Musings on Bicycling and Buddhism

Thursday, November 17, 2011

"Put Down the Ducky"

Somehow Sesame Street is just as relevant in my "old" age....

The message is simple, put down the ducky if you want to play the saxophone (and in case you're asking that does not mean I am thinking of taking up the saxophone).  The ducky is Ernie's comfort zone.  Did you ever have a favorite blanket ("blankie") growing up?  Nothing better than a portable comfort zone that was always near at hand, or even could be worn as a cape!  Ernie wants to play the saxophone very much. But he can't.  Why?  Because he's got the ducky.  The saxophone could be equivalent to anything we could want to do, that's right before our eyes - but just out of reach.  

Ernie exerts a lot of effort on behalf of that duck.  And the duck, quite frankly, doesn't do much.  He quacks and all, and that's all good and well suited for the tub but by taking up Ernie's time, effort, and rather ineffective Muppet hands, the duck leaves little room in Ernie's life for much else.  No time to take up Ernie's dreams.  It's not until Ernie gathers up the courage to put down the duck that he can even begin to embark on his goal.

What's your duck?  What's your comfort zone?  We can spend so much time and effort trying to keep our comfort zone intact that there's no room for anything else.  Not much time, not much space, not much of us left.  Did you outgrow your comfort zone?  Are you still carrying it around (like a certain duck)?  The duck might not weigh that much, you might not notice - not until your dream is there, staring you in the face, and you finally realize you cannot reach out and grab it because there's a duck in your hands (i.e., you've given it all, to and for the comfort zone and there's nothing left for the dream).

Chances are the duck had a greater purpose at some point, or has a place and time that suit it well, like the tub.  But to exert the effort to take that duck everywhere is effort wasted.  But down the ducky.  Pick up the saxophone, it'll still be there when you're done.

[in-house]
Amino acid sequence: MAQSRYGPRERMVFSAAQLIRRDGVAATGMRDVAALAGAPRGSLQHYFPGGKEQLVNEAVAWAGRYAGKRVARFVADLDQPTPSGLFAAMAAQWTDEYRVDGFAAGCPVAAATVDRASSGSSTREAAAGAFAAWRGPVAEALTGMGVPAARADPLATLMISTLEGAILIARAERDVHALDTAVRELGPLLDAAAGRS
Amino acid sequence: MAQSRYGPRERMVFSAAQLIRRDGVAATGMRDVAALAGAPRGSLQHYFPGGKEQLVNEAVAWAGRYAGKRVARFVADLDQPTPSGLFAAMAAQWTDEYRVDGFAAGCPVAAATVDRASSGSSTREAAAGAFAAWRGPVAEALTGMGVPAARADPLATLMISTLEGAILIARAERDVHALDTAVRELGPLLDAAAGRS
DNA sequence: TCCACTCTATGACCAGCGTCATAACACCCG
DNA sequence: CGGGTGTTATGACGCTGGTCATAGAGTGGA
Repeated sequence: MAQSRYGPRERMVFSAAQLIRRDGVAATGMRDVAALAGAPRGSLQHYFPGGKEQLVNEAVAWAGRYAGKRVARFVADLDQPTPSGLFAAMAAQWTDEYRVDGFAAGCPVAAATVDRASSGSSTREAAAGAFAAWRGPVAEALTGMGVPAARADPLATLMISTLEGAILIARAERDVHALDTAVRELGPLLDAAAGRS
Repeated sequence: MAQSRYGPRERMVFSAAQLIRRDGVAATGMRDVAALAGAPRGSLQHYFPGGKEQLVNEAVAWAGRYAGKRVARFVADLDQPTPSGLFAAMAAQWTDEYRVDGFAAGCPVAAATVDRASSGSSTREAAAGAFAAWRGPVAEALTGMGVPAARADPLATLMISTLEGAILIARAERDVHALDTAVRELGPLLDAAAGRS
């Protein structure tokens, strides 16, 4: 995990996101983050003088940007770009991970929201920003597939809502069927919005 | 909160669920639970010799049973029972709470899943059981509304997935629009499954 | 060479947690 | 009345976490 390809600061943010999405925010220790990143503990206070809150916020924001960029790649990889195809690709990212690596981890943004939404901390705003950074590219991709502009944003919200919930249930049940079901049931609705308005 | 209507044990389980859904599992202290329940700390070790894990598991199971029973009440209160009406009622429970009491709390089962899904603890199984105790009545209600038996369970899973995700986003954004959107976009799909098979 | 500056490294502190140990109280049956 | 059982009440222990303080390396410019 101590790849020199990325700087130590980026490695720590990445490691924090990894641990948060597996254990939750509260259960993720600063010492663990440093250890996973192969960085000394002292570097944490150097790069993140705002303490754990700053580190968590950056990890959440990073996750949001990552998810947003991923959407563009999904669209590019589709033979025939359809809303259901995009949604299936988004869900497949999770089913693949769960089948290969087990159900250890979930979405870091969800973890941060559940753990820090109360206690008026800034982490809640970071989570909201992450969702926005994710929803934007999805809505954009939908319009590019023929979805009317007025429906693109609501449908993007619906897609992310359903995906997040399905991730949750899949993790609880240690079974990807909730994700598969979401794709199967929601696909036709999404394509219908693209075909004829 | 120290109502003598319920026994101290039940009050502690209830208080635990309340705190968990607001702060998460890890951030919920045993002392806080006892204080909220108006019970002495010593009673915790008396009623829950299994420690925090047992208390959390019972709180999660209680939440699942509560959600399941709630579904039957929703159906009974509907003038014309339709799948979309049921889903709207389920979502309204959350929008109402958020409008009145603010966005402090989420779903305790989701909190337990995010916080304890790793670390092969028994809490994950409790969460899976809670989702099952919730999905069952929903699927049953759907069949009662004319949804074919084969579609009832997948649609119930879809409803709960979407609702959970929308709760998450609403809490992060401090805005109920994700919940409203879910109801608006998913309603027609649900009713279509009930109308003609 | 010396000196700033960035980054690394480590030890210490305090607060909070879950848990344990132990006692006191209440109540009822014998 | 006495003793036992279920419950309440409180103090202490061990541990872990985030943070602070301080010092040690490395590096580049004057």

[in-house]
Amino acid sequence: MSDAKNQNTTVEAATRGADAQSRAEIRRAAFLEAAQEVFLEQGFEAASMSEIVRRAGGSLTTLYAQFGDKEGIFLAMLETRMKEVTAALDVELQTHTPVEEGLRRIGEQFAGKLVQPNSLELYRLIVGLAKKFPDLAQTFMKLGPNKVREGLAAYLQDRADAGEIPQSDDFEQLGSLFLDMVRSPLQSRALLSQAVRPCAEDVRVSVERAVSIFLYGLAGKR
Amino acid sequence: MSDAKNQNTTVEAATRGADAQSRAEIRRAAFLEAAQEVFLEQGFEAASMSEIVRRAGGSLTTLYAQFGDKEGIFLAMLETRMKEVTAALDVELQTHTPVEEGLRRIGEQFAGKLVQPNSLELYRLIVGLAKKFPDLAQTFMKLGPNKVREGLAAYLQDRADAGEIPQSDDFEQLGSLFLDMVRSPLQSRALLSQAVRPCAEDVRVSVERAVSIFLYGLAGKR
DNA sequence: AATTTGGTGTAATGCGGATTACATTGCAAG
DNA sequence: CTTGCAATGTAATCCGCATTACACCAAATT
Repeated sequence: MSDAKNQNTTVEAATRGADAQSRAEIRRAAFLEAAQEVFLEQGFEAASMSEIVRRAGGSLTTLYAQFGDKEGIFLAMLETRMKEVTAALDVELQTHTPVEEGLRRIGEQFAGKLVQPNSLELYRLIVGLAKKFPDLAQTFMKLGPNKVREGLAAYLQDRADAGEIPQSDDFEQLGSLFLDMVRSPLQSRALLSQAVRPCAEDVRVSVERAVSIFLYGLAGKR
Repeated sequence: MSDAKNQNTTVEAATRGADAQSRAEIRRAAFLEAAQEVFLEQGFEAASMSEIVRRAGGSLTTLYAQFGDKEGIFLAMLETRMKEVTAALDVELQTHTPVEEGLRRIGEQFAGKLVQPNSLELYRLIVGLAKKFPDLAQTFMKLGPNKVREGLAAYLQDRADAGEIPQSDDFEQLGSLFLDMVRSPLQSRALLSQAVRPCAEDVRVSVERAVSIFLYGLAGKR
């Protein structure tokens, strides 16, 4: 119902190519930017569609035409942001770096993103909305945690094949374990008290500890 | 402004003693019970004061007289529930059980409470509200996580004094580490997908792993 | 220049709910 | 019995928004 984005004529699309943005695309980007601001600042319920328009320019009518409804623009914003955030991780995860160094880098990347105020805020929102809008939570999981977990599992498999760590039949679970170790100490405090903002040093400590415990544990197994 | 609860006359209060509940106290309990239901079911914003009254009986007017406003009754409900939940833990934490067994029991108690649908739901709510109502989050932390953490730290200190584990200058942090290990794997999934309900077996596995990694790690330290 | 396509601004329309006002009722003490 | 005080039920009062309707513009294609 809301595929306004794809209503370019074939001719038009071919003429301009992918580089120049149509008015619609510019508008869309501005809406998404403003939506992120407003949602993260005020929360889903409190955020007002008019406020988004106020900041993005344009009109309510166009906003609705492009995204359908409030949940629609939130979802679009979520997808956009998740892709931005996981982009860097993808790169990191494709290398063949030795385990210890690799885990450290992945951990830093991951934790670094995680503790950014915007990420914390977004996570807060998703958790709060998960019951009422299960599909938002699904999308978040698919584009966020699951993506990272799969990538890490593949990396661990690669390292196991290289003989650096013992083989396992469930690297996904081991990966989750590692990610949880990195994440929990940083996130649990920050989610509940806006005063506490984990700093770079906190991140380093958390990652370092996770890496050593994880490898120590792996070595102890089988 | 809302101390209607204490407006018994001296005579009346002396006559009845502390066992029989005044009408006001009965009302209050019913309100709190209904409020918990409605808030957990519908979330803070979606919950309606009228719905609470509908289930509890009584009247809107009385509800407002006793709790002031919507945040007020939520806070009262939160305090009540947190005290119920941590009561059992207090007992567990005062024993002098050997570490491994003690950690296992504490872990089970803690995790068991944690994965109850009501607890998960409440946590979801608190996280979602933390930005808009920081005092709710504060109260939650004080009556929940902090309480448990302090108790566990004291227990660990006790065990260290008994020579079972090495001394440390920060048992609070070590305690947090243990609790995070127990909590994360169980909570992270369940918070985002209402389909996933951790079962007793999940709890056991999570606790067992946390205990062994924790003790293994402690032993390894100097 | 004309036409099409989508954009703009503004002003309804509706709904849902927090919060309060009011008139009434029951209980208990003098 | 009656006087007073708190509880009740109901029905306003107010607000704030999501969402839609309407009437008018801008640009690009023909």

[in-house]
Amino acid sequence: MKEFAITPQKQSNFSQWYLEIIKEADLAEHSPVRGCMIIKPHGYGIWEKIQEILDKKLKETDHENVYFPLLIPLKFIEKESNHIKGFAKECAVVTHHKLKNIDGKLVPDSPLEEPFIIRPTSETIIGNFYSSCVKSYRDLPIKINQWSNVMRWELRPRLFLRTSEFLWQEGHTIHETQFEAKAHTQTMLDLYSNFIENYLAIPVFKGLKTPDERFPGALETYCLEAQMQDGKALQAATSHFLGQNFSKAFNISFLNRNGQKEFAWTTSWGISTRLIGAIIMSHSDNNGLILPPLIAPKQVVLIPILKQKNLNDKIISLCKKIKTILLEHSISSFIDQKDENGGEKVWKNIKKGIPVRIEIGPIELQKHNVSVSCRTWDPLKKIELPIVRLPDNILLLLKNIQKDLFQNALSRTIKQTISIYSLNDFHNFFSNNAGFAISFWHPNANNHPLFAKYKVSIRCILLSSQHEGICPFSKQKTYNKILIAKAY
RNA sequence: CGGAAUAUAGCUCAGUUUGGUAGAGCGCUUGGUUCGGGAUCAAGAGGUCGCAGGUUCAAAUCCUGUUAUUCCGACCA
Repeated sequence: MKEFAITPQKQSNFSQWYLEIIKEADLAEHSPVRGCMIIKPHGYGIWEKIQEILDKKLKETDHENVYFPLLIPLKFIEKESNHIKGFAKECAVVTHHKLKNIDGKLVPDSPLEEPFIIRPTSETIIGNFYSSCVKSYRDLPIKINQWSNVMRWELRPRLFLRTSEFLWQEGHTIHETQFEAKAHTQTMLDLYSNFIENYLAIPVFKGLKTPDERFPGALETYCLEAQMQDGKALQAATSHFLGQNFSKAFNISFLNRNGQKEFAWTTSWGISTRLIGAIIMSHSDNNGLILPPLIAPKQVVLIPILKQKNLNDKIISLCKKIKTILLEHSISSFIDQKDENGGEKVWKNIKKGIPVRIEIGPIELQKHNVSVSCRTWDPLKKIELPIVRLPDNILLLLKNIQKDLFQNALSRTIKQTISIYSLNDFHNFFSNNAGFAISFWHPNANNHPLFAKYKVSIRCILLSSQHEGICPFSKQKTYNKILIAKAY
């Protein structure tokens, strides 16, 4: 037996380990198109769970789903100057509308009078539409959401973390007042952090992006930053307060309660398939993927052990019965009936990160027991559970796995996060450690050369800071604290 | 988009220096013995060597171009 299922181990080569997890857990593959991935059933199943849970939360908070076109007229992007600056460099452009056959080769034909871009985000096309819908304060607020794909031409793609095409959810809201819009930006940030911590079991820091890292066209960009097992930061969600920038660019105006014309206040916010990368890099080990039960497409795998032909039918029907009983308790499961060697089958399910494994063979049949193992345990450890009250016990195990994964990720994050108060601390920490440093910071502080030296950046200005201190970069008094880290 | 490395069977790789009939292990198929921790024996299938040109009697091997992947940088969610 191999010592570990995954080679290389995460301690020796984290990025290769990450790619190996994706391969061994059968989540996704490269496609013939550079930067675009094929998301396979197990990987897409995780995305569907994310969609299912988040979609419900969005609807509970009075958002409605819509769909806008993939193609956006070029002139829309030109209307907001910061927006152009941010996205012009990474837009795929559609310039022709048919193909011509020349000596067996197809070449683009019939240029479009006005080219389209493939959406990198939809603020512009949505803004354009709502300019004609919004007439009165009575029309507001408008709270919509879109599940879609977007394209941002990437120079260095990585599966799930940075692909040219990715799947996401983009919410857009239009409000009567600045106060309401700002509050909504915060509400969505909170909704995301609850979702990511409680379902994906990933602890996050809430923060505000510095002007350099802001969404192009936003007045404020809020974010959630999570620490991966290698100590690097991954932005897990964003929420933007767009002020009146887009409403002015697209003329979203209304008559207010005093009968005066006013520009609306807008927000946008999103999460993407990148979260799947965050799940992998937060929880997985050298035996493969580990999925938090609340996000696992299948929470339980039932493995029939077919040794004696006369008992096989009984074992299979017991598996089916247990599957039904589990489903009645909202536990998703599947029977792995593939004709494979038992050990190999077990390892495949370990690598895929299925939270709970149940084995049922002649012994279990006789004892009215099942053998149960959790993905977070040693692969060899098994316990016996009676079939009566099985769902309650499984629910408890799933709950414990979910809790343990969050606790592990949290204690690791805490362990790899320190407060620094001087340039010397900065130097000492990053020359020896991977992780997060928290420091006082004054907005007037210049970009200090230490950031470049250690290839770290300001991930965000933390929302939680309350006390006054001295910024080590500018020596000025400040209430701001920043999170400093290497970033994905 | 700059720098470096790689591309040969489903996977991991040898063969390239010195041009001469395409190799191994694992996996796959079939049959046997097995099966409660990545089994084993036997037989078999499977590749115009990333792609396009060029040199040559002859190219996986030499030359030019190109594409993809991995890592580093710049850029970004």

Nichiren wrote in a letter entitled, "The Three Obstacles and the Four Devils",

"There is definitely something extraordinary in the ebb and flow of the tide, the rising and setting of the moon, and the way in which summer, autumn, winter, and spring give way to each other. Something uncommon also occurs when an ordinary person attains Buddhahood. At such a time, the three obstacles and four devils will invariably appear, and the wise will rejoice while the foolish will retreat."

Putting down the duck takes a lot of courage and effort, but when you do it everything opens up- like the daily occurrences that resound with such wonder and beauty mentioned in the passage.  That act of defying the status quo, of reaching for the saxophone- being brave enough to lay aside the duck, walking the fearless way forward no matter obstacles and challenges (known figuratively as the 3 obstacles and the 4 devils) one may encounter, that's one way of describing Buddhahood.  

Put down the duck, grab that saxophone.  Or as I'd like to say, pedal the road less traveled by (hat tip Mr. Frost, of course!).

We're closing in on 6 thousand miles, pedaling the dream?

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Tour de What You Will by Jessie Calkins is licensed under a Creative Commons Attribution 3.0 Unported License